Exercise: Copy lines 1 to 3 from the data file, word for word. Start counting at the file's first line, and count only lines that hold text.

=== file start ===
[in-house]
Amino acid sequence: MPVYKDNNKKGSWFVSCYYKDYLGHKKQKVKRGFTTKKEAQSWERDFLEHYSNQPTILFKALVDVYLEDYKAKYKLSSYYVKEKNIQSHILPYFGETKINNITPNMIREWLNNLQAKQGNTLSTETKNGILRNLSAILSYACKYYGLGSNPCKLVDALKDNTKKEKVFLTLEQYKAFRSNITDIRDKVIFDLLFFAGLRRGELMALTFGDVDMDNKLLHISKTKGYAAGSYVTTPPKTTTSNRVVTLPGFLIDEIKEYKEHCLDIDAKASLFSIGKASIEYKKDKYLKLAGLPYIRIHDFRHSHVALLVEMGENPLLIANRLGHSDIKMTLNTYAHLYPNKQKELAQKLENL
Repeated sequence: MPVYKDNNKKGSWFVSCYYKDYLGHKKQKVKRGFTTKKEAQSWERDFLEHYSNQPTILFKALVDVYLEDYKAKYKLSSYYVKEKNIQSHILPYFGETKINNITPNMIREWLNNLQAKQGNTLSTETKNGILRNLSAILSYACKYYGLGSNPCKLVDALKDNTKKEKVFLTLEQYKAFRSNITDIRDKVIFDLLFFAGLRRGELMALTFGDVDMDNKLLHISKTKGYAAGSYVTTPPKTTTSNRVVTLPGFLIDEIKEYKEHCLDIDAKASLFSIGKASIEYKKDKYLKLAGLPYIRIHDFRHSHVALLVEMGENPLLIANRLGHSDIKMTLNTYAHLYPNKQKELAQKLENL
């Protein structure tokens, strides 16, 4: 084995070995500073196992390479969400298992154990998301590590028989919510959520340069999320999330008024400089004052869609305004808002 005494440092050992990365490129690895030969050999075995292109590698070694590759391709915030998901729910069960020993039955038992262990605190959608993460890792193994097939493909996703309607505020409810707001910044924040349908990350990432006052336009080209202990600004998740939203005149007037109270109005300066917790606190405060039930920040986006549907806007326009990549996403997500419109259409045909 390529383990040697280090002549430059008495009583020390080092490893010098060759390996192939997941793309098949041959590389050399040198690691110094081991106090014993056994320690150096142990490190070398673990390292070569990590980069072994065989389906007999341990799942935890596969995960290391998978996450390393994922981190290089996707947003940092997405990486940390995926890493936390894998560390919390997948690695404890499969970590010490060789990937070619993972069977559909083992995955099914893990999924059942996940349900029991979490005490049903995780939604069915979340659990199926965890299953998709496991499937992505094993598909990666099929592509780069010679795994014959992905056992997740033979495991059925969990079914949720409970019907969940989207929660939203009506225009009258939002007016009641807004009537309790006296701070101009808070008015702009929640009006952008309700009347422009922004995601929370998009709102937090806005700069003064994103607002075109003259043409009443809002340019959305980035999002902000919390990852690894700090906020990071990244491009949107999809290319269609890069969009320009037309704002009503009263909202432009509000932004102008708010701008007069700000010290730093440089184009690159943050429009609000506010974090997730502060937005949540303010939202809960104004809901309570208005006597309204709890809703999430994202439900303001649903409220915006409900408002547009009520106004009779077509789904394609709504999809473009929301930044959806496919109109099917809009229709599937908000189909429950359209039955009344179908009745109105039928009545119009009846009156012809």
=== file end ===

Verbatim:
[in-house]
Amino acid sequence: MPVYKDNNKKGSWFVSCYYKDYLGHKKQKVKRGFTTKKEAQSWERDFLEHYSNQPTILFKALVDVYLEDYKAKYKLSSYYVKEKNIQSHILPYFGETKINNITPNMIREWLNNLQAKQGNTLSTETKNGILRNLSAILSYACKYYGLGSNPCKLVDALKDNTKKEKVFLTLEQYKAFRSNITDIRDKVIFDLLFFAGLRRGELMALTFGDVDMDNKLLHISKTKGYAAGSYVTTPPKTTTSNRVVTLPGFLIDEIKEYKEHCLDIDAKASLFSIGKASIEYKKDKYLKLAGLPYIRIHDFRHSHVALLVEMGENPLLIANRLGHSDIKMTLNTYAHLYPNKQKELAQKLENL
Repeated sequence: MPVYKDNNKKGSWFVSCYYKDYLGHKKQKVKRGFTTKKEAQSWERDFLEHYSNQPTILFKALVDVYLEDYKAKYKLSSYYVKEKNIQSHILPYFGETKINNITPNMIREWLNNLQAKQGNTLSTETKNGILRNLSAILSYACKYYGLGSNPCKLVDALKDNTKKEKVFLTLEQYKAFRSNITDIRDKVIFDLLFFAGLRRGELMALTFGDVDMDNKLLHISKTKGYAAGSYVTTPPKTTTSNRVVTLPGFLIDEIKEYKEHCLDIDAKASLFSIGKASIEYKKDKYLKLAGLPYIRIHDFRHSHVALLVEMGENPLLIANRLGHSDIKMTLNTYAHLYPNKQKELAQKLENL